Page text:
As of the city’s leading animation studios, Big Jump Entertainment is no stranger to working on animated spinoffs of popular live-action series such as Trailer Park Boys.
So when Big Jump president Rick Morrison recently got a call from a friend at Toronto’s Smiley Guy Studios asking for help making an animated episode of a live-action show that had been forced to halt production due to the COVID-19 pandemic, naturally he said yes.
“I thought it was a great opportunity to jump on, and I thought maybe this is something that (could be) bigger,” Morrison says.
With live productions at major film and TV studios now at a standstill and millions of captive viewers around the world hungry for fresh content to help pass time during the lockdown, animation studios are suddenly finding their services in greater demand than ever, industry insiders say.
And animation companies in Ottawa, which has long been an industry hotbed, are no exception.
Big Jump is now teaming up with Smiley Guy Studios to deliver a special animated episode of One Day at a Time, U.S.-based Pop TV’s reboot of the popular sitcom from the 1970s and ’80s.
Producing a completely animated episode of a live-action series is almost unheard of in Hollywood, but with the novel coronavirus putting the brakes on any work that requires large numbers of people to gather on a set, the rules have suddenly changed.
Morrison says companies like his could help fill the void. He says he’s already exploring other potential opportunities with studios in California that have either halted production of live-action shows or are thinking of switching to animated versions of series that had been developed with live actors in mind.
“This could be a branch for a whole other revenue stream or industry product,” he explains, adding his 120-person operation has been steadily hiring new talent throughout the lockdown as Big Jump and Smiley Guy rush to meet Pop TV’s deadline later this spring.
Big Jump is far the only local animation studio that’s on a hiring binge.
Hintonburg-based Atomic Cartoons has job openings across the board as the company looks to boost its production staff and ramp up its IT department to help animators furiously turning out episodes for streaming services such as Netflix work more efficiently from home.
“The phones are ringing, that’s for sure,” says studio manager Chris Wightman, whose company now employs about 65 people and expects to add at least another 35 by this fall as it begins work on a new one-hour animated feature for NBCUniversal, among other projects.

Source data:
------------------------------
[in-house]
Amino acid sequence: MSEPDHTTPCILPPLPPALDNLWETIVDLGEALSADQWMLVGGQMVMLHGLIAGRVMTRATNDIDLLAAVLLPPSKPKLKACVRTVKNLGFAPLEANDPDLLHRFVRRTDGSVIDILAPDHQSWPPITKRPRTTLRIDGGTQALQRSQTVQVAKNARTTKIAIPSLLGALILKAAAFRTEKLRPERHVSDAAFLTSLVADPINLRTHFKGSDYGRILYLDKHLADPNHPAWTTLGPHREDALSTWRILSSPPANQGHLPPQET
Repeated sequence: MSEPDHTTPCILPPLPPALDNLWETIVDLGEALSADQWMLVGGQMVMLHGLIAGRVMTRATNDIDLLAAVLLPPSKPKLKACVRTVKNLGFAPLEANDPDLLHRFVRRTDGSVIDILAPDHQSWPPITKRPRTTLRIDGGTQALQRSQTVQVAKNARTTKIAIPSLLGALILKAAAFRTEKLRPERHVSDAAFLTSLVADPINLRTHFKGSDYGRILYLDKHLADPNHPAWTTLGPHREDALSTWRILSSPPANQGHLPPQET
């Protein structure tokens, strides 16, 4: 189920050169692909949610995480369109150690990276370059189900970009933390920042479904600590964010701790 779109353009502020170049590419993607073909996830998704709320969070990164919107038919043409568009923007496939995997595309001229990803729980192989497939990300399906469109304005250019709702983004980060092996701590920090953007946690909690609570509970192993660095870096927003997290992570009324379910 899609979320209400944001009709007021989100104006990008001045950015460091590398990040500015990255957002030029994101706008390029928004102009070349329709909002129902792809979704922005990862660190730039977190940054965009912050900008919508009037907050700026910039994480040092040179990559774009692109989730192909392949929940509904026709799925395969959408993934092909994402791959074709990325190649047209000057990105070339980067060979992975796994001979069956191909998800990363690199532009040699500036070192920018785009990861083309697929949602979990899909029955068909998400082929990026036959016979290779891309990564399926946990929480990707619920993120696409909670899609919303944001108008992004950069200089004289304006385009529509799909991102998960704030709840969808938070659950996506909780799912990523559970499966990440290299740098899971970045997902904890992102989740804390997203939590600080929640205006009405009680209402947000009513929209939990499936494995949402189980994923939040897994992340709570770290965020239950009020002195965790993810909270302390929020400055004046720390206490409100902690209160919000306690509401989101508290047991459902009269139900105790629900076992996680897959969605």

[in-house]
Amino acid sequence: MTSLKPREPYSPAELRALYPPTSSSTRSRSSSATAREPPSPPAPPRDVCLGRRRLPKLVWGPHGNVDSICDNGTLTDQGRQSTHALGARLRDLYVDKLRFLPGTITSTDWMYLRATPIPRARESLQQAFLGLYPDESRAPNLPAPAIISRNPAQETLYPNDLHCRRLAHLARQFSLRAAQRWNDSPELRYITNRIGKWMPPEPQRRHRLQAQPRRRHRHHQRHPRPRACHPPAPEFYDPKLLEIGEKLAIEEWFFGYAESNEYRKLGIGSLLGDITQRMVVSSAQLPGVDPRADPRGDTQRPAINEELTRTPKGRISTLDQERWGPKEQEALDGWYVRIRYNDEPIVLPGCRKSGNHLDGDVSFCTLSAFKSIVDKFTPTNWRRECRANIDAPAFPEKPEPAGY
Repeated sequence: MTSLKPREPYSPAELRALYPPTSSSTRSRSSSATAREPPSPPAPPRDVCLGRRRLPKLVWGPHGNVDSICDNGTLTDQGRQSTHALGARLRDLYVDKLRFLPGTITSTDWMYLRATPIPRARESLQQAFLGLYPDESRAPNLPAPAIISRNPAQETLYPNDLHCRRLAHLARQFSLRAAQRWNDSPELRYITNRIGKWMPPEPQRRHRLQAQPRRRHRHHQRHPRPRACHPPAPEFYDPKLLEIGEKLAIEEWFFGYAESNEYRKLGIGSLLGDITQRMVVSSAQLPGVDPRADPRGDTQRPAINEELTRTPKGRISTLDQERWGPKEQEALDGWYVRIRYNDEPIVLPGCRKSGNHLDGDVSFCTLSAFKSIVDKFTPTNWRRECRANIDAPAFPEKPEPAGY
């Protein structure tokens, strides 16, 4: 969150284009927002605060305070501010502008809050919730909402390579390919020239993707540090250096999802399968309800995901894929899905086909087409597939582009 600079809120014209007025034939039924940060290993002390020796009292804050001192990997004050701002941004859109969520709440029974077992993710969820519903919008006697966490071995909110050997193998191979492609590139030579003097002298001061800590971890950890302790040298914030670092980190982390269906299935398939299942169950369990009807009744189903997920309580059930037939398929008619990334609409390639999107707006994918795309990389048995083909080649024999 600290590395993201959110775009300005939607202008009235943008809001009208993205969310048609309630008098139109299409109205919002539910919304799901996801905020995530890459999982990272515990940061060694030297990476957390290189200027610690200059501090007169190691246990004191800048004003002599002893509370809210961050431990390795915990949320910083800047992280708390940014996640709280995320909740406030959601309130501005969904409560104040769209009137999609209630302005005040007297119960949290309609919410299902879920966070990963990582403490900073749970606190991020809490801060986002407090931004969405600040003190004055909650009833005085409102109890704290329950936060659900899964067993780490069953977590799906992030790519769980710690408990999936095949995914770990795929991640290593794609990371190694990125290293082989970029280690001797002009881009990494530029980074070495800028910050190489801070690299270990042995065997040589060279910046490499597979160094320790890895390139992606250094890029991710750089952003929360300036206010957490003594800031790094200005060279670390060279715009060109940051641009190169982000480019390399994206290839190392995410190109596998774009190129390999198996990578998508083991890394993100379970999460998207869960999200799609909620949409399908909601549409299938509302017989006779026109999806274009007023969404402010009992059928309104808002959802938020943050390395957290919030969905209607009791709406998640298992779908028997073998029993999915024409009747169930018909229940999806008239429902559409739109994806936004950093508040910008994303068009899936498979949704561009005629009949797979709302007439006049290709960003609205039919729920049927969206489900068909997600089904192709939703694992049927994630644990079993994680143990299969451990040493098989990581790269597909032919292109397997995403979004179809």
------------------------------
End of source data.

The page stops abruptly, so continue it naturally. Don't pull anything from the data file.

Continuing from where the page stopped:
“We all feel very blessed that we’re in an industry that hasn’t really missed a beat and in fact is probably picking up steam.”
Wightman, a former Olympic athlete who helped launch the Ottawa production hub for Vancouver-based Atomic in late 2018, says the city’s animation facilities were already going at full tilt before the pandemic hit to satisfy demand for content from streaming services such as Netflix, Hulu and Disney Plus. COVID-19, he says, has done nothing to quench that thirst.
“Every studio in the city is busy right now,” he says. “The demand is growing, for sure. We’re hearing it and feeling it.
“We were all looking for more talent and more artists to help with the productions, and that hasn’t gone away. Now there’s even more demand. It’s a good problem to have.”
At Ottawa’s Mercury Filmworks, founder and CEO Clint Eland says his 320-person studio was already operating at full capacity before the lockdown. While he hasn’t noticed any uptick in demand for new products from a roster of clients that includes Netflix, Disney and Amazon, he says major studios are suddenly putting far more emphasis on animated series.
“Eighty per cent of their content production just went dark,” he says. “They’re much more focused on animated content because it is the only content being made right now.”
Wightman notes that the pandemic has also altered the way his industry works. He says today’s technology allows animators to work seamlessly from home, adding most of his employees say they’re just as productive now as they were in the studio.
That realization could have benefits down the road, he adds.
“It really will allow us to expand our capacity in the future when things can get back to any sense of normal,” Wightman says. “We’ll actually be able to keep people working from home, which creates a great work-life balance. People have always wanted to work from home. We haven’t had the technology to really do it very effectively, and now we will.”